No matter how tired my father was, every day he would come home, take out a book, put me on his lap, and read to me, books that were about people who were doing good things, Dr. King or Mahatma Gandhi or Eleanor Roosevelt, and so these incredible change agents, and I think that that always really stayed with me.
I always wanted to serve.
I was a young woman who always knew what she wanted to do. I always wanted to serve and hopefully run for office. And then I woke up when I was 32 years old and realized that I was on the wrong path. I was really engaged in the 2008 presidential election. And I remember watching Hillary's concession speech, and I felt like she was looking right at me, and she said, just because I failed doesn't mean that you shouldn't try, too. And I just kind of took a really deep look in and said, what am I afraid of?
And it was the best year of my life. Everything was like jumping off a cliff. I remember my first television interview was with Chris Matthews.
CHRIS MATTHEWS: Her name is Reshma Saujani. She's a lawyer and activist.
RESHMA SAUJANI: I had never been media trained before. I was terrified, but it was incredible.
CHRIS MATTHEWS: What would you cut?
RESHMA SAUJANI: I want to give you an idea. We're proposing what we call a national innovation bank. I believe that New York City has the capacity to become the city of innovation.
And I lost, and lost big. Put myself in debt and maxed out everybody in my life. I felt like I had just let down so many people, and started really thinking about, as women, how do we feel about risk and failure, right? We live in a society that's so ashamed of failure. And so I immediately started talking about how I felt, and that I was going to pick myself right back up and get back out there and meet those commitments that I had made to those constituents.
We focused on teenage girls and girls who didn't have access to technology. That was really important for us. There's going to be 1.4 million jobs that are open in the next 20 years in science, technology, engineering, and math. But right now, only one out of seven engineers is a woman. And Girls Who Code wants to change that.
With girls, there's not an aptitude issue. But when you ask a girl what she wants to do with her life, she says, I want to change the world. And when she closes her eyes and she thinks about what a computer scientist looks like, she sees a guy just kind of at a computer typing away.
So what we do at Girls Who Code is we not only teach them the hard skills, but we expose them to technologists who are changing the world. And when they get exposed to it, they're passionate about it and they're good at it.
One of my young girls, Cora, her father got diagnosed with cancer. So she developed an algorithm that would help detect whether a cancer was benign or malignant. She's 15 years old.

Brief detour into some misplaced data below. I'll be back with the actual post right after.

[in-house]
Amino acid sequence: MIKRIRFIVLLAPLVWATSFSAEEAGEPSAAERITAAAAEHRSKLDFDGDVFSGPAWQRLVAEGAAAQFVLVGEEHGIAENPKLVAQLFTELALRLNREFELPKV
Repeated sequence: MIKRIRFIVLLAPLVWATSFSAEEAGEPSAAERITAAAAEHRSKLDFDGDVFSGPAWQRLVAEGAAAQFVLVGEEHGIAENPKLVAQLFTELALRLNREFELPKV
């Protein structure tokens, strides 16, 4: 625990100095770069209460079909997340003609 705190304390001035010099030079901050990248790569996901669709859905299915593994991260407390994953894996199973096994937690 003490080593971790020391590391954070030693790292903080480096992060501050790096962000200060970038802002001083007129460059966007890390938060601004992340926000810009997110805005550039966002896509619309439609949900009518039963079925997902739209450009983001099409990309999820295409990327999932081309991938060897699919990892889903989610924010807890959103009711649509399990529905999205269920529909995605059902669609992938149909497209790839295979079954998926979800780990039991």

We don't even know what the world would look like if we gave girls the leverage and the power of technology. The ideas that they come up with are so different than if I was teaching a group of 20 boys, right? And all of their ideas are centered around changing the world. We'll do it. I have no doubt.
I have a lot of resilience. Part of it, it's like if you haven't failed yet, you haven't tried anything.
- As I talk to women in<br>the developing world, and I would see this<br>amazing ingenuity in them, and the lengths they would<br>go to lift their families up, I thought, "My gosh, if<br>I'm in this position, "I need to use my voice<br>on behalf of them." And that's what being a leader is. I went to an all-girls high school, and what that does for your self-esteem, I could be good at anything. I wasn't competing against boys. So, I learned to use my<br>voice as a young woman, and that was very powerful. One of the messages we all<br>got from my parents is, we would be college-going. It wasn't an option, we<br>were going to college, because college was your<br>ticket to getting a great job and being able to sustain yourself. To get to the colleges I wanted to go to, to study computer science,<br>I had to be valedictorian. I was definitely nervous. I went home in tears,<br>and saying to my mom, "Oh my gosh, now I have<br>to write this speech." And then when it came time<br>to rehearse the speech, she said, "Go back to your drama teacher "who believed in you." And so, I did, and my drama teacher was in tears over the<br>speech and I thought, "I think I have it." So, these are the words I wrote: If you are successful, it is<br>because somewhere, sometime, someone gave you a life or an idea that started you in the right direction. Remember also that you<br>are indebted to life until you help some less fortunate person just as you were helped. I met with my hiring manager at IBM. She said, "Are you ready to accept?" And I said, "I have this one last company "I'm going from here to interview with, "and then I'll let you know." And she said, "Well, would<br>you mind me asking who it is?" And I said, "No, it's<br>this company, Microsoft." And she stopped me dead in<br>my tracks, and she said, "If you get a job offer from that company, "you should take it." They were just so excited and passionate about what they were doing. And they so believed in<br>what they were doing, and I saw the difference<br>good software can make, and I was excited about<br>being part of that change. Several months later, he said,<br>"You know, I was thinking "maybe we could go out if you'd<br>give me your phone number, "you know, two weeks from tonight." And I said to him, "Two<br>weeks from tonight?" I said, "I have no idea what I'm doing "two weeks from tonight." And I said, "You aren't<br>spontaneous enough for me." And so, it was really sweet, he called me about an hour later, and he said, "Is this spontaneous enough for you?" And I said, "Okay, well<br>that's pretty spontaneous. "I guess we can try." Late in the dating stages,<br>we talked about the wealth. And, it was our first trip to Africa, and it was the end that<br>trip on a beach walk that we said, "Absolutely,<br>the vast majority "of these resources will<br>go back to society." We just committed to it. It was just a natural,<br>easy decision for us. (soft, uplifting piano music) My children were getting<br>just a little bit older, and I kept thinking, "If I'm<br>telling my girls at home, "especially my oldest<br>daughter, that she should "step out as a woman and<br>use her voice in the world," I thought, "Am I<br>role-modeling that for her?" (inspiring music) We have a moral imperative to lift up everybody in the world, but we haven't really done a<br>lot of big things for women. And yet, if you get the other<br>half of society working, there's this unbelievable opportunity. So, you lift a woman up, and<br>she lifts up her whole family, and that lifts up a community. I learned that there<br>were 220 million women that want access to contraceptives. And, the women were so vociferous. They would say to me, "I<br>can't have another child, "I have three, if I have another one, "I can't feed that child." And we weren't giving them access because of things that had happened in the Family Planning community. And because of the controversy, particularly in the United States. I'm a practicing Catholic,<br>and I'm also very outspoken about the fact that I use contraceptives. With the Catholic Church, we share a really close<br>mission around the poor. So with the church, I focus<br>on our common mission. In the last 15 years, we've<br>made huge progress as a world. We've really brought down<br>poverty, we've cut it in half. We've almost cut maternal<br>mortality in half. I wanna see us half<br>those numbers yet again in the next 15 years. I wanna be remembered for<br>lifting up women and girls. I want us to know that not just one life has breathed easier, but I wanna know that millions of women's lives<br>have been breathed easier and that their families have done better. When you get to the point where women are lifting themselves up, then you know you've gotten there, and I wanna be part of that.